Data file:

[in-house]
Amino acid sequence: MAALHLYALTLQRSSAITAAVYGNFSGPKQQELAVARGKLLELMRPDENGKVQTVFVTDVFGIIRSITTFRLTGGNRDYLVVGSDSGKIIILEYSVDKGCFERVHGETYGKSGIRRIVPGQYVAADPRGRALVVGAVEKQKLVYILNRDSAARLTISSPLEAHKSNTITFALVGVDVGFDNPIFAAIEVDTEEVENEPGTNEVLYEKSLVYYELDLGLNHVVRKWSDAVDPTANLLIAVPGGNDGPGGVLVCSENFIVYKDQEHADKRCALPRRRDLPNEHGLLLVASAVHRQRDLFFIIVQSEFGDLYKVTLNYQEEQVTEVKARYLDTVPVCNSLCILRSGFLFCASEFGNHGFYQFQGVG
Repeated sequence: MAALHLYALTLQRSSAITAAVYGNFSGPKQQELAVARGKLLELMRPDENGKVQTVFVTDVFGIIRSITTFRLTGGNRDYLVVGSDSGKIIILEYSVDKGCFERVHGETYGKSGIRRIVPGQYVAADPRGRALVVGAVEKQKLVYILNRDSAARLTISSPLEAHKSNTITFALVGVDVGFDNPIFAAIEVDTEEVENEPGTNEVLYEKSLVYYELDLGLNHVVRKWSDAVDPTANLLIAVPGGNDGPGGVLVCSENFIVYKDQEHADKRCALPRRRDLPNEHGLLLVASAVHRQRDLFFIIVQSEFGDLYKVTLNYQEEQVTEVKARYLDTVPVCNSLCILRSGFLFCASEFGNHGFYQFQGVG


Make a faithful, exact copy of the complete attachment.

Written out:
[in-house]
Amino acid sequence: MAALHLYALTLQRSSAITAAVYGNFSGPKQQELAVARGKLLELMRPDENGKVQTVFVTDVFGIIRSITTFRLTGGNRDYLVVGSDSGKIIILEYSVDKGCFERVHGETYGKSGIRRIVPGQYVAADPRGRALVVGAVEKQKLVYILNRDSAARLTISSPLEAHKSNTITFALVGVDVGFDNPIFAAIEVDTEEVENEPGTNEVLYEKSLVYYELDLGLNHVVRKWSDAVDPTANLLIAVPGGNDGPGGVLVCSENFIVYKDQEHADKRCALPRRRDLPNEHGLLLVASAVHRQRDLFFIIVQSEFGDLYKVTLNYQEEQVTEVKARYLDTVPVCNSLCILRSGFLFCASEFGNHGFYQFQGVG
Repeated sequence: MAALHLYALTLQRSSAITAAVYGNFSGPKQQELAVARGKLLELMRPDENGKVQTVFVTDVFGIIRSITTFRLTGGNRDYLVVGSDSGKIIILEYSVDKGCFERVHGETYGKSGIRRIVPGQYVAADPRGRALVVGAVEKQKLVYILNRDSAARLTISSPLEAHKSNTITFALVGVDVGFDNPIFAAIEVDTEEVENEPGTNEVLYEKSLVYYELDLGLNHVVRKWSDAVDPTANLLIAVPGGNDGPGGVLVCSENFIVYKDQEHADKRCALPRRRDLPNEHGLLLVASAVHRQRDLFFIIVQSEFGDLYKVTLNYQEEQVTEVKARYLDTVPVCNSLCILRSGFLFCASEFGNHGFYQFQGVG